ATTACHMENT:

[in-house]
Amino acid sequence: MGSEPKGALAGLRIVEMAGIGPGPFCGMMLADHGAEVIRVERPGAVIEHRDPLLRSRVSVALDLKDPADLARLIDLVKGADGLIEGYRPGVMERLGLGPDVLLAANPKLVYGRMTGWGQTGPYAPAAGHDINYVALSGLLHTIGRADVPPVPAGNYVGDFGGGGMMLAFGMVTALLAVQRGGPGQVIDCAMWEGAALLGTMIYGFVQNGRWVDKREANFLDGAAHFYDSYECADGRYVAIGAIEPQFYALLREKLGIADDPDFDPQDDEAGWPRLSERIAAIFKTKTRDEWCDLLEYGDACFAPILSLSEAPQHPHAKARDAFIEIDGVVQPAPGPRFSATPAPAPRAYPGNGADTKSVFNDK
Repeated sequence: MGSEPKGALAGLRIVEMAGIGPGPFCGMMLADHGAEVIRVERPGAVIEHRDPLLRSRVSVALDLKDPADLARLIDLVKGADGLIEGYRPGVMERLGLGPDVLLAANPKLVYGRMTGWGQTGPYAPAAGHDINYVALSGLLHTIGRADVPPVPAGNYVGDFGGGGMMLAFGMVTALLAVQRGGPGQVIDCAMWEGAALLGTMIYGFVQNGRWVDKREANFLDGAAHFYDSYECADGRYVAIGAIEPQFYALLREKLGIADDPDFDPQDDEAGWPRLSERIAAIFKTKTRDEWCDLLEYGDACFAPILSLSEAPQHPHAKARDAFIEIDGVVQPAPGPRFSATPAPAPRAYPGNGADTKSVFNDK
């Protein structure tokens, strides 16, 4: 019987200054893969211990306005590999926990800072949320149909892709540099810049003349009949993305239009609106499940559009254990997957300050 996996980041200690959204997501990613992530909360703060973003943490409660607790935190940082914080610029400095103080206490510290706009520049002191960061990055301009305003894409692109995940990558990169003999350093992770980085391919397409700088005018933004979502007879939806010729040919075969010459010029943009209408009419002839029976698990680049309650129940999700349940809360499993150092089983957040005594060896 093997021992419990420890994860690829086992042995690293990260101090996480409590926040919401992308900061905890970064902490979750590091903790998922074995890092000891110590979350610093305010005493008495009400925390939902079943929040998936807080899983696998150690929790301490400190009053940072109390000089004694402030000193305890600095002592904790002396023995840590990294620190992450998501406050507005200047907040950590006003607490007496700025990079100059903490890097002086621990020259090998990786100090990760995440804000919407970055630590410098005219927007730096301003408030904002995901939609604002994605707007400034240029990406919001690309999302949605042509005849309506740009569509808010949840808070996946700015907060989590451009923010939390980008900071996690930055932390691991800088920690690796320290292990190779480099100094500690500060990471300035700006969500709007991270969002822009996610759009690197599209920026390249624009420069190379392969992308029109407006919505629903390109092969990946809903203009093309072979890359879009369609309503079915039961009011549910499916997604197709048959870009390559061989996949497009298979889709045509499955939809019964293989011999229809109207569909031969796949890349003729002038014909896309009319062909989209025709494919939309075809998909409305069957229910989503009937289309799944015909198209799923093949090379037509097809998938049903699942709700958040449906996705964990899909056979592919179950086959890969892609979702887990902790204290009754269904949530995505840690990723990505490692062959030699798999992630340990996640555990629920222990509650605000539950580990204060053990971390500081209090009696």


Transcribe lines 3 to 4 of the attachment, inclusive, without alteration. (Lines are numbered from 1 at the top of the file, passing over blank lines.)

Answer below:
Repeated sequence: MGSEPKGALAGLRIVEMAGIGPGPFCGMMLADHGAEVIRVERPGAVIEHRDPLLRSRVSVALDLKDPADLARLIDLVKGADGLIEGYRPGVMERLGLGPDVLLAANPKLVYGRMTGWGQTGPYAPAAGHDINYVALSGLLHTIGRADVPPVPAGNYVGDFGGGGMMLAFGMVTALLAVQRGGPGQVIDCAMWEGAALLGTMIYGFVQNGRWVDKREANFLDGAAHFYDSYECADGRYVAIGAIEPQFYALLREKLGIADDPDFDPQDDEAGWPRLSERIAAIFKTKTRDEWCDLLEYGDACFAPILSLSEAPQHPHAKARDAFIEIDGVVQPAPGPRFSATPAPAPRAYPGNGADTKSVFNDK
């Protein structure tokens, strides 16, 4: 019987200054893969211990306005590999926990800072949320149909892709540099810049003349009949993305239009609106499940559009254990997957300050 996996980041200690959204997501990613992530909360703060973003943490409660607790935190940082914080610029400095103080206490510290706009520049002191960061990055301009305003894409692109995940990558990169003999350093992770980085391919397409700088005018933004979502007879939806010729040919075969010459010029943009209408009419002839029976698990680049309650129940999700349940809360499993150092089983957040005594060896 093997021992419990420890994860690829086992042995690293990260101090996480409590926040919401992308900061905890970064902490979750590091903790998922074995890092000891110590979350610093305010005493008495009400925390939902079943929040998936807080899983696998150690929790301490400190009053940072109390000089004694402030000193305890600095002592904790002396023995840590990294620190992450998501406050507005200047907040950590006003607490007496700025990079100059903490890097002086621990020259090998990786100090990760995440804000919407970055630590410098005219927007730096301003408030904002995901939609604002994605707007400034240029990406919001690309999302949605042509005849309506740009569509808010949840808070996946700015907060989590451009923010939390980008900071996690930055932390691991800088920690690796320290292990190779480099100094500690500060990471300035700006969500709007991270969002822009996610759009690197599209920026390249624009420069190379392969992308029109407006919505629903390109092969990946809903203009093309072979890359879009369609309503079915039961009011549910499916997604197709048959870009390559061989996949497009298979889709045509499955939809019964293989011999229809109207569909031969796949890349003729002038014909896309009319062909989209025709494919939309075809998909409305069957229910989503009937289309799944015909198209799923093949090379037509097809998938049903699942709700958040449906996705964990899909056979592919179950086959890969892609979702887990902790204290009754269904949530995505840690990723990505490692062959030699798999992630340990996640555990629920222990509650605000539950580990204060053990971390500081209090009696």